Tips & hints
Practice is far more important than musical ability when it comes to your child’s musical success. You can help and encourage them to make the best of their talent. Here are a few of our tips.
Help them get organised
- Make sure your child takes their instrument to school for their lesson on the right day each week
- If the lessons are on a rota, ask your child if they know what time they need to be there
- Complete any practice record sheets that are given to you by your child’s teacher
Get a routine going
- Try to have a time set aside them to practise each day, and try to spend some of this time with them when you can.
- Daily practice, even for a short time, is better than one long session just before a lesson. Ten minutes may be enough for a young child. Their teacher will be able to give you guidance.
- Listen to their practice as often as you can, asking them questions about what they’re doing and the pieces they’re playing
- Ask what they did in their lesson and what they’re expected to achieve by the next lesson. This helps them remember and reinforce new concepts and new material.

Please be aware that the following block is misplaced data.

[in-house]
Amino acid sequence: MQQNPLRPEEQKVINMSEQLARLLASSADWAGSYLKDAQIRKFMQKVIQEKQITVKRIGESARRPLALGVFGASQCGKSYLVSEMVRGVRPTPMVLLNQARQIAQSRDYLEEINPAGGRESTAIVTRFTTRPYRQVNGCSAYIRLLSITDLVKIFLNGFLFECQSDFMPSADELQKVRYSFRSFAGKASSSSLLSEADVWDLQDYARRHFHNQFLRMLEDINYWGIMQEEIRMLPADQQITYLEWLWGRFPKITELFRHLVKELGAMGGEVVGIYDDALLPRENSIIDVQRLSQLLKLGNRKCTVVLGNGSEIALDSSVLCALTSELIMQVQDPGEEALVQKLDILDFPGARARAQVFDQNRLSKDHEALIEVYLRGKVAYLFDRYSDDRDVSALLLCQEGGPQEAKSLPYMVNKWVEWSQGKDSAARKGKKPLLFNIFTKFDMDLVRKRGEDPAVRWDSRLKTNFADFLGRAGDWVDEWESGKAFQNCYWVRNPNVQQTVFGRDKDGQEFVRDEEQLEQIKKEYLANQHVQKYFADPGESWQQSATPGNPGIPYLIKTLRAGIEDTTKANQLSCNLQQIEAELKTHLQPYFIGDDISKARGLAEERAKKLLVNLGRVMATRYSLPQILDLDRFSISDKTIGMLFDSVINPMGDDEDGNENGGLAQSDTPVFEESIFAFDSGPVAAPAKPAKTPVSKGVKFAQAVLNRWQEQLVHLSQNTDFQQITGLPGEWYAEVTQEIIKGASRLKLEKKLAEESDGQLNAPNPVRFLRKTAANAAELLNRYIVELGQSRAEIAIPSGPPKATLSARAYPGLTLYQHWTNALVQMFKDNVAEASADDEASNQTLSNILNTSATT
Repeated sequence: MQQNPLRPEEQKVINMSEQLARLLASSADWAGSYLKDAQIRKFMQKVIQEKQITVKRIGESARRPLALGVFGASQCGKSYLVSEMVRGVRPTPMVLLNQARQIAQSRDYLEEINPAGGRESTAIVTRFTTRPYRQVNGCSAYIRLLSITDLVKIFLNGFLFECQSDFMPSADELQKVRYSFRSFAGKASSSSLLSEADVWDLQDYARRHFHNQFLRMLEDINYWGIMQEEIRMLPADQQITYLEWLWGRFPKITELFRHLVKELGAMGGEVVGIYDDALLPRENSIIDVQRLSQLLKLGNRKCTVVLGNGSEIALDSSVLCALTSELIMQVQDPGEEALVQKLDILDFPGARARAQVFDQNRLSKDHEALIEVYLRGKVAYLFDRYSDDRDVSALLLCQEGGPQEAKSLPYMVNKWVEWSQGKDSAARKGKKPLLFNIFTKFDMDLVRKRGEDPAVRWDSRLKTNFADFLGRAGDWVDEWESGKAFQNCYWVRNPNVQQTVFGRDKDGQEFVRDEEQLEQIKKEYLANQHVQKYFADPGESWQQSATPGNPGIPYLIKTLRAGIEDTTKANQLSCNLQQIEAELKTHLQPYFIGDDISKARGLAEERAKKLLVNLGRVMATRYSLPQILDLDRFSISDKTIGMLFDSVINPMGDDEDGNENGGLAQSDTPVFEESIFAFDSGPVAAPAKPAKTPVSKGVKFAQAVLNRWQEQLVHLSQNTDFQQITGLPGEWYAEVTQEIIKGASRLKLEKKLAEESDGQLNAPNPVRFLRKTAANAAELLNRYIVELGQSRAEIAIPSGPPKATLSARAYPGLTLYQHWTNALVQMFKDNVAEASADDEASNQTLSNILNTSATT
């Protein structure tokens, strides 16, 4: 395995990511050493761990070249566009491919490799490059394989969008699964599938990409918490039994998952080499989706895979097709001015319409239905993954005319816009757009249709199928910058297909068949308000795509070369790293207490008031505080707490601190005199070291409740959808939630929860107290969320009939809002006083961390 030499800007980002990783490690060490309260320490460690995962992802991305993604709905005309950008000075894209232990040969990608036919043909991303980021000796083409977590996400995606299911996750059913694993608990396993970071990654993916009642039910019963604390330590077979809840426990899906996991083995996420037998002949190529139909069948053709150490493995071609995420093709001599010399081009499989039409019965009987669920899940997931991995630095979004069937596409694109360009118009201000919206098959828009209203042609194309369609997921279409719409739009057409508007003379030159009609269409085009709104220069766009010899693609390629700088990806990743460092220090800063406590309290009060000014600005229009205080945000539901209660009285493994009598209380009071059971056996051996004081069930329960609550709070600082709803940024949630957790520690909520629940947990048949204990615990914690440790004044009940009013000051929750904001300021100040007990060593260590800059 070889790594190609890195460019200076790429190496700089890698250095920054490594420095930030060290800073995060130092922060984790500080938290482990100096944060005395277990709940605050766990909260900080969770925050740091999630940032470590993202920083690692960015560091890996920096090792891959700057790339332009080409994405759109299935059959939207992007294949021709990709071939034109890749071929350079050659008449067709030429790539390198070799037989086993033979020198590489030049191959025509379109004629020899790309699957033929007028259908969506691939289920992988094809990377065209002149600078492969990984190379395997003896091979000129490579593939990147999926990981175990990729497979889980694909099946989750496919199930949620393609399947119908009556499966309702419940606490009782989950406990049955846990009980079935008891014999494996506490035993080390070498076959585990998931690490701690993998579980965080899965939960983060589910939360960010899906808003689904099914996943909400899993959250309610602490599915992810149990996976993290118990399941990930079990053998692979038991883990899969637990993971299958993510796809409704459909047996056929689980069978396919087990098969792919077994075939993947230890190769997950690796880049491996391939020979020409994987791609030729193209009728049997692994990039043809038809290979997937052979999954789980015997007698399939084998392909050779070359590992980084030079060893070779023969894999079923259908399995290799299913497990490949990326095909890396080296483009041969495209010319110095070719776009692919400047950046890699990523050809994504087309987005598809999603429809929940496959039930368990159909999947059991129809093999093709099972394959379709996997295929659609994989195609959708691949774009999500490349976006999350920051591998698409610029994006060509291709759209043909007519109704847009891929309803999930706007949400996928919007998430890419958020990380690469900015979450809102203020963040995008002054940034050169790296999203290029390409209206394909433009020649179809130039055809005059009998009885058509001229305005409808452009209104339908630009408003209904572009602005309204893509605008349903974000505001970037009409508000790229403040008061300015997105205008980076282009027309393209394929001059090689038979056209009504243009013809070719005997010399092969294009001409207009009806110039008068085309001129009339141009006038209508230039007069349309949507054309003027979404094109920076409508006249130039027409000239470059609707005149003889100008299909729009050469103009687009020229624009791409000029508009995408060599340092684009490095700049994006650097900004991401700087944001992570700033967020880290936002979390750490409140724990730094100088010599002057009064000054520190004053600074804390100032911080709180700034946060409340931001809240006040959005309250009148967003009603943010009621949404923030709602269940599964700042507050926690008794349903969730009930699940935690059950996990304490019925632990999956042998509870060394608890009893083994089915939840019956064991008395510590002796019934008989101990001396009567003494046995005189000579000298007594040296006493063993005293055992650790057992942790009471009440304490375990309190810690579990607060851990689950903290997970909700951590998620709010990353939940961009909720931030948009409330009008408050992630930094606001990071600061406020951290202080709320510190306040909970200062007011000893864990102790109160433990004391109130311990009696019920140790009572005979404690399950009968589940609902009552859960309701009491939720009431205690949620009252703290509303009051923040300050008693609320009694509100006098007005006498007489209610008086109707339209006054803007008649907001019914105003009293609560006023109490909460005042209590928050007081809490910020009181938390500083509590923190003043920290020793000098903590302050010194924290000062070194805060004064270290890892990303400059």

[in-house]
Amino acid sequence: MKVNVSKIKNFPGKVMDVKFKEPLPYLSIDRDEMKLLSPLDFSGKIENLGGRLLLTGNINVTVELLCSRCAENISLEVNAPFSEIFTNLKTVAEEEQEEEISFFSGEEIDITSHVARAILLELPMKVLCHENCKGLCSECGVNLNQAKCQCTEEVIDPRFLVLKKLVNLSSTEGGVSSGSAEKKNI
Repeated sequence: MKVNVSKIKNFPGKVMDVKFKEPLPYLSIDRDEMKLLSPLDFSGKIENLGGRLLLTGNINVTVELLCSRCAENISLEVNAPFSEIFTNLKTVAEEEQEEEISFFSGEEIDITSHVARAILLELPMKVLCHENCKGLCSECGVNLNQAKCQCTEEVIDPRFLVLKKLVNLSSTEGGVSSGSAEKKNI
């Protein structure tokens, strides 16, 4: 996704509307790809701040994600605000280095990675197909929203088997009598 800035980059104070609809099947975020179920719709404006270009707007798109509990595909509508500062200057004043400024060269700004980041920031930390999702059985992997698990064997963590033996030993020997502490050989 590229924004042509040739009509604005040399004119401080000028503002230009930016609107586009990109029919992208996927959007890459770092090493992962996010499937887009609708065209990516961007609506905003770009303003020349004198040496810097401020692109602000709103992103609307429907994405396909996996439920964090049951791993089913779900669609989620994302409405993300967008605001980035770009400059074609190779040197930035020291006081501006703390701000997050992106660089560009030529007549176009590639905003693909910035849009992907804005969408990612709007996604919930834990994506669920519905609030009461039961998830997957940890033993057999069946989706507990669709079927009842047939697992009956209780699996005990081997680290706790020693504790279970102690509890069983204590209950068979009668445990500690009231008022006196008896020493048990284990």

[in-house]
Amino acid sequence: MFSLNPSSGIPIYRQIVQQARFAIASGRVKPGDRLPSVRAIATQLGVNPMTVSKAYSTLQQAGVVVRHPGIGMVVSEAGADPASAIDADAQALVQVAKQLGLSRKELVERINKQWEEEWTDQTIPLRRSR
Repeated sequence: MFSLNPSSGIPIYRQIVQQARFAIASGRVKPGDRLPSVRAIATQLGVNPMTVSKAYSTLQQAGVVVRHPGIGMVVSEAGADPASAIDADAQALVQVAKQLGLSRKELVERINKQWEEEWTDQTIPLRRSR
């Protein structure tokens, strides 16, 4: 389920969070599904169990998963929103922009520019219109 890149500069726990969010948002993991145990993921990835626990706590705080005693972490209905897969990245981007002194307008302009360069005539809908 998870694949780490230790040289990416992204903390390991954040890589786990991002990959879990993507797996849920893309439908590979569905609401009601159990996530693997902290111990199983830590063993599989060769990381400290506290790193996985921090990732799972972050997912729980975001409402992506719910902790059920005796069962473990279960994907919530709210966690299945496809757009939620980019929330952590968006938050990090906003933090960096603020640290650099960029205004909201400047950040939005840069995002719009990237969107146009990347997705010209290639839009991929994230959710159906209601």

- Many instruments sound far from beautiful when played by a beginner. Children need all the praise and encouragement that you can give them. Make your child feel that you are enjoying their music, and be tactful about any imperfections. Don’t expect too much in the early stages.
- Try to make practice fun and stop when your child loses interest
- ‘Doing your practice’ probably won’t sound much fun, so talk about playing instead. They’ll find it more encouraging and appealing
Help them be creative
- Ask your child to make up some music off the top of their head using some of the notes that they know. They might have done this in a lesson, but maybe feel less nervous about trying it at home. It will help them to be creative, and help them worry less about playing wrong notes.
And remember, it’s about having some fun and getting involved.
Good Luck! (with thanks to Durham County Music Service)